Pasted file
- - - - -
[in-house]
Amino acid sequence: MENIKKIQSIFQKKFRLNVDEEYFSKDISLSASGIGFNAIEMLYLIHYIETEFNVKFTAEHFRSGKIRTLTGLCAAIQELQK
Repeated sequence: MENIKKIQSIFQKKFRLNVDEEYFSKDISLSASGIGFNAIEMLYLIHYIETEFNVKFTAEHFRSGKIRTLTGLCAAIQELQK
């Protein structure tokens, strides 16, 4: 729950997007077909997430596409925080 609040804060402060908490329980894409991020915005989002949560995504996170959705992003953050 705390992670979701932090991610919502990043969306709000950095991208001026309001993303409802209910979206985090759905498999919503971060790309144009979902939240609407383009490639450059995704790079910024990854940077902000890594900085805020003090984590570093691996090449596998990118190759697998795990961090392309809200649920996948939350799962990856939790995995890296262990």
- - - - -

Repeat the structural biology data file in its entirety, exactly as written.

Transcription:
[in-house]
Amino acid sequence: MENIKKIQSIFQKKFRLNVDEEYFSKDISLSASGIGFNAIEMLYLIHYIETEFNVKFTAEHFRSGKIRTLTGLCAAIQELQK
Repeated sequence: MENIKKIQSIFQKKFRLNVDEEYFSKDISLSASGIGFNAIEMLYLIHYIETEFNVKFTAEHFRSGKIRTLTGLCAAIQELQK
């Protein structure tokens, strides 16, 4: 729950997007077909997430596409925080 609040804060402060908490329980894409991020915005989002949560995504996170959705992003953050 705390992670979701932090991610919502990043969306709000950095991208001026309001993303409802209910979206985090759905498999919503971060790309144009979902939240609407383009490639450059995704790079910024990854940077902000890594900085805020003090984590570093691996090449596998990118190759697998795990961090392309809200649920996948939350799962990856939790995995890296262990």